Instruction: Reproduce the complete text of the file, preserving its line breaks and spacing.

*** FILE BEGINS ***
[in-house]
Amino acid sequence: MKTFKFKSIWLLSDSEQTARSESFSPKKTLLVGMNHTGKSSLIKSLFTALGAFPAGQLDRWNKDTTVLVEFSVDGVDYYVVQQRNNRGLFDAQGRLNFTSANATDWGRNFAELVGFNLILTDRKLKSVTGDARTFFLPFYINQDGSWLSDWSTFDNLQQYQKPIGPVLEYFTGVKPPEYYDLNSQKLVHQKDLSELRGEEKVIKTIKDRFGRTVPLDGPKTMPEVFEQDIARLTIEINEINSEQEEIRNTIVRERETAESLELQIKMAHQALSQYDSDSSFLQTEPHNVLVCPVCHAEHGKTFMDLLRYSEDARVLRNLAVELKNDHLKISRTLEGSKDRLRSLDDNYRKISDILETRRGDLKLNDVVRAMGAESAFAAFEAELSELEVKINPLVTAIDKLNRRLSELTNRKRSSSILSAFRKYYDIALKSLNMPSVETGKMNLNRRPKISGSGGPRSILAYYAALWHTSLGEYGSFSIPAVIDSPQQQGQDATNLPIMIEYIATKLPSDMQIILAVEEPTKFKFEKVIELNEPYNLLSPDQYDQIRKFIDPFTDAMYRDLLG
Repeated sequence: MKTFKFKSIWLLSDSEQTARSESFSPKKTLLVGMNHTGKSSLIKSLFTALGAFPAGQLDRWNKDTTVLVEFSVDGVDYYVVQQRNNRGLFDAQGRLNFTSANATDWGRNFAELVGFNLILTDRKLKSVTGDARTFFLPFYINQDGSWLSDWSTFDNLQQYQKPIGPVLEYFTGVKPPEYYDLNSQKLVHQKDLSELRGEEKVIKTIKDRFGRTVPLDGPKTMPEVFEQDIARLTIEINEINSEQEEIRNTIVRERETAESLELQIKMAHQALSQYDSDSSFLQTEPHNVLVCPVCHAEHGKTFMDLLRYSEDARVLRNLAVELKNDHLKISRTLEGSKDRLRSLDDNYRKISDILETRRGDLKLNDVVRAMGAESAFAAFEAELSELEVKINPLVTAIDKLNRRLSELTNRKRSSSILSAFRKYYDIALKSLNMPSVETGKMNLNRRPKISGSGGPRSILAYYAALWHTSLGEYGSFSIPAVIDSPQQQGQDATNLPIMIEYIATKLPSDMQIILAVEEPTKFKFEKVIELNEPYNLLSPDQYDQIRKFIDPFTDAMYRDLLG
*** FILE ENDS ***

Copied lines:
[in-house]
Amino acid sequence: MKTFKFKSIWLLSDSEQTARSESFSPKKTLLVGMNHTGKSSLIKSLFTALGAFPAGQLDRWNKDTTVLVEFSVDGVDYYVVQQRNNRGLFDAQGRLNFTSANATDWGRNFAELVGFNLILTDRKLKSVTGDARTFFLPFYINQDGSWLSDWSTFDNLQQYQKPIGPVLEYFTGVKPPEYYDLNSQKLVHQKDLSELRGEEKVIKTIKDRFGRTVPLDGPKTMPEVFEQDIARLTIEINEINSEQEEIRNTIVRERETAESLELQIKMAHQALSQYDSDSSFLQTEPHNVLVCPVCHAEHGKTFMDLLRYSEDARVLRNLAVELKNDHLKISRTLEGSKDRLRSLDDNYRKISDILETRRGDLKLNDVVRAMGAESAFAAFEAELSELEVKINPLVTAIDKLNRRLSELTNRKRSSSILSAFRKYYDIALKSLNMPSVETGKMNLNRRPKISGSGGPRSILAYYAALWHTSLGEYGSFSIPAVIDSPQQQGQDATNLPIMIEYIATKLPSDMQIILAVEEPTKFKFEKVIELNEPYNLLSPDQYDQIRKFIDPFTDAMYRDLLG
Repeated sequence: MKTFKFKSIWLLSDSEQTARSESFSPKKTLLVGMNHTGKSSLIKSLFTALGAFPAGQLDRWNKDTTVLVEFSVDGVDYYVVQQRNNRGLFDAQGRLNFTSANATDWGRNFAELVGFNLILTDRKLKSVTGDARTFFLPFYINQDGSWLSDWSTFDNLQQYQKPIGPVLEYFTGVKPPEYYDLNSQKLVHQKDLSELRGEEKVIKTIKDRFGRTVPLDGPKTMPEVFEQDIARLTIEINEINSEQEEIRNTIVRERETAESLELQIKMAHQALSQYDSDSSFLQTEPHNVLVCPVCHAEHGKTFMDLLRYSEDARVLRNLAVELKNDHLKISRTLEGSKDRLRSLDDNYRKISDILETRRGDLKLNDVVRAMGAESAFAAFEAELSELEVKINPLVTAIDKLNRRLSELTNRKRSSSILSAFRKYYDIALKSLNMPSVETGKMNLNRRPKISGSGGPRSILAYYAALWHTSLGEYGSFSIPAVIDSPQQQGQDATNLPIMIEYIATKLPSDMQIILAVEEPTKFKFEKVIELNEPYNLLSPDQYDQIRKFIDPFTDAMYRDLLG